Thursday, January 10, 2013

Legislative Behavior and Accountability in Ukraine

Pending the results of by-elections that still must be scheduled, Ukraine's Central Electoral Commission announced final parliamentary tallies and seated deputies a few weeks ago. The vote and seat totals differ a bit from my last post, as official results changed at certification. The final iteration of my election report will be published in Electoral Studies, and will note the following:

The first session of the new Rada has been active, with strong rhetoric and even fistfights. The composition of the Rada, especially the corps of opposition parties and politicians, will provide fodder for future discussion. Procedural matters, however, have emerged as an intriguing subject for early debate.

Ukraine's parliament uses an electronic voting system and deputies record a staggering number of roll call votes each session. Along with colleagues, I have collected and assessed the roll call data to better understand how institutional rules affect behavior (Legislative Studies Quarterly 2002) and also how election rule change occurred (Journal of Communist Studies and Transition Politics 2007). Especially during the last convocation, however, the viability of roll call analysis came into question as increasingly deputies did not record their own votes, but rather had proxies vote. Civil society and the opposition raised this issue in the new convocation and officials promised to stop "кнопкодавство," or the practice of recording votes with others' cards. The enforcement of anti-кнопкодавство practices has not yet been institutionalized, but it raises the critical issue of accountability.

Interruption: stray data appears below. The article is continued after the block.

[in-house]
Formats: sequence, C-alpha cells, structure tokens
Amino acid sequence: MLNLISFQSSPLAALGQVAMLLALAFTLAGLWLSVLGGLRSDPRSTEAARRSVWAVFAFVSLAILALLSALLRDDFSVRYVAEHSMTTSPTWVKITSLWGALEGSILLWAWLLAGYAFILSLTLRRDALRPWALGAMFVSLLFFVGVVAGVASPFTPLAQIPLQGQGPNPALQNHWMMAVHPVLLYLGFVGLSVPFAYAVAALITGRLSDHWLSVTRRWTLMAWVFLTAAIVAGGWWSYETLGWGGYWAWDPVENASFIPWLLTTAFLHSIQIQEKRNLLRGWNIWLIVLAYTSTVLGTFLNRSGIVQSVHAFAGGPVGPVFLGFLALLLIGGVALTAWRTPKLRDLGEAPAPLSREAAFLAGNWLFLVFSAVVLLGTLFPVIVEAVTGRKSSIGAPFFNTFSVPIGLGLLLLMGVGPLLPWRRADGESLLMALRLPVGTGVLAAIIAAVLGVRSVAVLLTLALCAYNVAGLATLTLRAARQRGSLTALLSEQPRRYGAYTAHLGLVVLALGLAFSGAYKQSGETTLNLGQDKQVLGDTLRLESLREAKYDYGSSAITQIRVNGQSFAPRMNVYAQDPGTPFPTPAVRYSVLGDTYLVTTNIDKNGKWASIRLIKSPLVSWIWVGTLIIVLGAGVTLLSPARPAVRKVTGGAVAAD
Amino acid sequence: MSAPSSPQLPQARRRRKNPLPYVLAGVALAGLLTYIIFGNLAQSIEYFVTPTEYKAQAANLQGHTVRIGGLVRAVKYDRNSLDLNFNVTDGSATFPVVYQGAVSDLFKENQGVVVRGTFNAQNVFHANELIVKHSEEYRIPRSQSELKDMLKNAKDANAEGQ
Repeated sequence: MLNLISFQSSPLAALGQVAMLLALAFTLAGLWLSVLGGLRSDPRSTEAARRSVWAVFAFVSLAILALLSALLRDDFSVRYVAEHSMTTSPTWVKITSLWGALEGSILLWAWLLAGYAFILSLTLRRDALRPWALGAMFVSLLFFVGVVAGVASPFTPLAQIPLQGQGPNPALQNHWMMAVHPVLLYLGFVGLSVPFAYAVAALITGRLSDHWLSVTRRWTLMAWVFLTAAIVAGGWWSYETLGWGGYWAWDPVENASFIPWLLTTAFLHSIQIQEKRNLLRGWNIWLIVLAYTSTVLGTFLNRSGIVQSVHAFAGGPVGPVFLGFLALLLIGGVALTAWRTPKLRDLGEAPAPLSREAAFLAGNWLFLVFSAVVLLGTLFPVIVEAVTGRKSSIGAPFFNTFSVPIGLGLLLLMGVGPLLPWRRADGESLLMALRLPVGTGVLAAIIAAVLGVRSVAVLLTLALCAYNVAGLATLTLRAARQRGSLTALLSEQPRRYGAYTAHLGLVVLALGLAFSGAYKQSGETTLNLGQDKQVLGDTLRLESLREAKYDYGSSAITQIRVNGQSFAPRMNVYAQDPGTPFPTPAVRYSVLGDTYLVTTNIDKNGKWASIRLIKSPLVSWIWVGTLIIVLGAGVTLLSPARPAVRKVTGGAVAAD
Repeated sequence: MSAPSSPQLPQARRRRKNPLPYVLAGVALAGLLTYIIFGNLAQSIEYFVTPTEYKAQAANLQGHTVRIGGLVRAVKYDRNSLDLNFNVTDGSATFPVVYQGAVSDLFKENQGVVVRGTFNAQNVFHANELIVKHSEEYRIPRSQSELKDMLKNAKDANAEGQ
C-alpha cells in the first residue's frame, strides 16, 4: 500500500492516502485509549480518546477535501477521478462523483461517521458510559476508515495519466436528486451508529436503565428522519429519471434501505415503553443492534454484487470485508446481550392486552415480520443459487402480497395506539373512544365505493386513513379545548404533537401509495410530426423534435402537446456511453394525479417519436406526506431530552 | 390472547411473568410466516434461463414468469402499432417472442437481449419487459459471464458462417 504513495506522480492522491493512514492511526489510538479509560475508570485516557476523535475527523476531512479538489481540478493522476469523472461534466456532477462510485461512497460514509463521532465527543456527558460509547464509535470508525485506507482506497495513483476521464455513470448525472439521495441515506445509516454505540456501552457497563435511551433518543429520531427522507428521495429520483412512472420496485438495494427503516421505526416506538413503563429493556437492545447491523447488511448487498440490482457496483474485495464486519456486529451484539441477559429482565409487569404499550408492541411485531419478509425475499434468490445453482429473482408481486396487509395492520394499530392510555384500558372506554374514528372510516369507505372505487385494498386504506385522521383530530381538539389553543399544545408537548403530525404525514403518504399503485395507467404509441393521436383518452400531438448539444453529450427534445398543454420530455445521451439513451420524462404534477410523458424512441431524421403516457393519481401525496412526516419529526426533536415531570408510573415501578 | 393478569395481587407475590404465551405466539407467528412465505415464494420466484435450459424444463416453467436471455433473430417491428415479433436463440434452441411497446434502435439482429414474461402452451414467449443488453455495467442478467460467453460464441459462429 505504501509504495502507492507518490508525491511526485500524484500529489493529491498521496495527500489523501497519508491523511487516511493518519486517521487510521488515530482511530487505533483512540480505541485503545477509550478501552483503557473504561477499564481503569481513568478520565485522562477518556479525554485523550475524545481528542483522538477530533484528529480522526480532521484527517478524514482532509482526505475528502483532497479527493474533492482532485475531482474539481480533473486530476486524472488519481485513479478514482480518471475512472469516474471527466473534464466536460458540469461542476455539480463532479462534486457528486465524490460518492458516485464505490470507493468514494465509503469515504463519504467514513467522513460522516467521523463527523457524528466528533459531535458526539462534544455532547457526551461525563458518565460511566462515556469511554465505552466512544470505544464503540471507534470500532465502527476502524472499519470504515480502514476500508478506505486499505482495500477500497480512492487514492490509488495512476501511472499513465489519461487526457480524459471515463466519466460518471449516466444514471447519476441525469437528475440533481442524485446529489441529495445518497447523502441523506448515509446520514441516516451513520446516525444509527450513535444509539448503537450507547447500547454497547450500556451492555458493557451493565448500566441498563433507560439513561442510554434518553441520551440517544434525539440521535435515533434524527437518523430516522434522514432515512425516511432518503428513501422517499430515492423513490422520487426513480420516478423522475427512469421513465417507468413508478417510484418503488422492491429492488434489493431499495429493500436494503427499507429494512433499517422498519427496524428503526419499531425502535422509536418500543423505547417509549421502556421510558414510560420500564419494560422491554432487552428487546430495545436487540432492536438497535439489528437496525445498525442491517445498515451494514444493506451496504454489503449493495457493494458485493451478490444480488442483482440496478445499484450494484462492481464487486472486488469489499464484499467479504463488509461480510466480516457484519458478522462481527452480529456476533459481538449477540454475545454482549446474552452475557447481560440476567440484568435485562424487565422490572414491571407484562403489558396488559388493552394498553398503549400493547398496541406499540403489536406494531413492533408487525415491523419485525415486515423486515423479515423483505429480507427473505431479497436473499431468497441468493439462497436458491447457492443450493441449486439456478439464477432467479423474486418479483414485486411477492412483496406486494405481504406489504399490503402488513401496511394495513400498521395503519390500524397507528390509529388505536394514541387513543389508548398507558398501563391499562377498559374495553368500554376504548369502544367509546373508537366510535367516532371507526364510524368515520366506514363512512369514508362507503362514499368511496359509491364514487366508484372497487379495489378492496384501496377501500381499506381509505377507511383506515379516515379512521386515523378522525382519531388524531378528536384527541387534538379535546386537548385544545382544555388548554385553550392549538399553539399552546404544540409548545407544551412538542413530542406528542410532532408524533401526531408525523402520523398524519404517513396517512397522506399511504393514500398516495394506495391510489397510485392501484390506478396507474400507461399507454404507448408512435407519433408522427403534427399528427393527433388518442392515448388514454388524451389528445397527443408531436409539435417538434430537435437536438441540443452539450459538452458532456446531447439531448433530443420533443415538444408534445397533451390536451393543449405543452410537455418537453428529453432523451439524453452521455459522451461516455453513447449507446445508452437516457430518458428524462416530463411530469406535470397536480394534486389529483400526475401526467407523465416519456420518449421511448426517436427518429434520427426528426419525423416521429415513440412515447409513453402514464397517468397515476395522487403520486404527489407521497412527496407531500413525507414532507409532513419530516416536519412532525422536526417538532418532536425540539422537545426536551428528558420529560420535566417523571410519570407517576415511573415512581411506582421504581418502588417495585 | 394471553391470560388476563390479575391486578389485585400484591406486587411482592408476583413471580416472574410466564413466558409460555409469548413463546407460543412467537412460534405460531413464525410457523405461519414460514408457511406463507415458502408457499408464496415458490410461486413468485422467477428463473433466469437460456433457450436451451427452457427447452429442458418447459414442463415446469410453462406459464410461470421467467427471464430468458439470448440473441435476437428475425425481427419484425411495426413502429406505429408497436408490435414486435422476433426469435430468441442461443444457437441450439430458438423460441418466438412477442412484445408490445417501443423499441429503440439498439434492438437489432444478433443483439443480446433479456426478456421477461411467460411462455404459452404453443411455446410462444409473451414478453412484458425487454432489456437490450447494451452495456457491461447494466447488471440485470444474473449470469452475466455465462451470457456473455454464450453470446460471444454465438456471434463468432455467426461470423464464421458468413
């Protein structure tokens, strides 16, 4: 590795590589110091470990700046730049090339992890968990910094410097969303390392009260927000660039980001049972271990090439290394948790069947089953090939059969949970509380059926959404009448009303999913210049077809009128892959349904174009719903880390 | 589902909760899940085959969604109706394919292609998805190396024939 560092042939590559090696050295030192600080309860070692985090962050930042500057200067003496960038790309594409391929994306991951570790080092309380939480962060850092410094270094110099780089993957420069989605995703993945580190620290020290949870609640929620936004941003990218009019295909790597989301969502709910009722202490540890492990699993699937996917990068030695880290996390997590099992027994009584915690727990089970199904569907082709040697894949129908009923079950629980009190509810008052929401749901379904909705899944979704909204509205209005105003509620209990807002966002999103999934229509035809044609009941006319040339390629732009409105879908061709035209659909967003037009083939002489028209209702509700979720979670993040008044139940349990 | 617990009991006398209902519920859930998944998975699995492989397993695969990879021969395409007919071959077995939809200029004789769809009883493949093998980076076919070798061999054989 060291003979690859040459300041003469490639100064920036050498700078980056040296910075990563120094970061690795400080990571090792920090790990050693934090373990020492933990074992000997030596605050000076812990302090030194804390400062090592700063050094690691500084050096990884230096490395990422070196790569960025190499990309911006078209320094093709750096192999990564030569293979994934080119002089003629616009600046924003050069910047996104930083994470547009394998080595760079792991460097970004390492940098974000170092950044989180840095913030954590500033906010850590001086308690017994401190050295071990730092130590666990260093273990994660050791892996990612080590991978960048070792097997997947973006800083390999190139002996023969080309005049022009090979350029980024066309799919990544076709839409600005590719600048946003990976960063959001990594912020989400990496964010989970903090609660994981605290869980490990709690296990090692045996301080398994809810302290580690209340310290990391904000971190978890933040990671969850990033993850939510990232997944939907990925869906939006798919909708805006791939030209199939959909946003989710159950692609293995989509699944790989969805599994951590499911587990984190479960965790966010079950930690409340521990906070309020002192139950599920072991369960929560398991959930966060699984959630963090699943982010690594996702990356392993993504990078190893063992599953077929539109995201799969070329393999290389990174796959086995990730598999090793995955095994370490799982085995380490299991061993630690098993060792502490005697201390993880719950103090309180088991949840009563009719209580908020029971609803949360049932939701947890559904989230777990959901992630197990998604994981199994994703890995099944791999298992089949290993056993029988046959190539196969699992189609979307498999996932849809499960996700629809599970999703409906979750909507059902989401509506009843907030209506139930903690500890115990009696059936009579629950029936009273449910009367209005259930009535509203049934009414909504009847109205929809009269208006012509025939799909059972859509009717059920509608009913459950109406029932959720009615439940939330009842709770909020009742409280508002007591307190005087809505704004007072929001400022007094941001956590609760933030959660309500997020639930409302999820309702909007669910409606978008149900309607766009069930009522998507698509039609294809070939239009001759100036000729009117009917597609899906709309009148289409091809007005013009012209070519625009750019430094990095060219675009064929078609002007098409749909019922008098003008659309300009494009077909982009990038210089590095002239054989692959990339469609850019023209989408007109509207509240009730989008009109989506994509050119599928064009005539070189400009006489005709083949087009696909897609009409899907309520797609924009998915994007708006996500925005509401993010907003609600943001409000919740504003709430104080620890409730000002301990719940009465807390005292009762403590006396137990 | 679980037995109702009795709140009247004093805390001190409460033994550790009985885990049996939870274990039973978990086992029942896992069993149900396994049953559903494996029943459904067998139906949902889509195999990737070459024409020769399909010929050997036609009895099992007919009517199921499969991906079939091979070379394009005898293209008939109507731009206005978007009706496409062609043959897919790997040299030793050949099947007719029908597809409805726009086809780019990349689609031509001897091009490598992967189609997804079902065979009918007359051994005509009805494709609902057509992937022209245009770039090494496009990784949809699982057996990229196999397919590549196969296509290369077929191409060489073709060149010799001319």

My colleague Nazar Boyko ( and I have a forthcoming article in Party Politics that addresses the development of institutional mechanisms of accountability in Ukraine. We focus on the use of deputy requests, also labeled parliamentary questions or interpellations.* In the article, we note that partisanship is the strongest predictor for the use of oversight tools: prior to the Orange Revolution, the opposition was far more likely to issue requests. After the change in executive power, the former ruling group increased its use of these tools, but the former opposition maintained a strong practice of issuing requests. Within the opposition, however, the leading party group at the time (Our Ukraine) comprised a smaller proportion of request activity than other members of the opposition after Viktor Yushchenko gained the presidency. Institutional responsiveness prior to the Orange Revolution suggested that the regime answered questions from the opposition more slowly than those emanating from pro-regime deputies. After the change in executive power, however, the "new" ruling group did not punish the "new" opposition as response times were essentially indistinguishable. In short, this accountability tool was used as a partisan weapon, but the way it was used varied under different executives.

The article will be published in the coming months, but the data and an online appendix are available below. I will send the pre-publication version of the paper to anyone who requests it.

Data for individual-level analysis of requests.
Data for analysis of responsiveness.
Online Appendix.

*Interpellations differ a bit from questions, and Yamamoto's IPU publication covers the distinction well.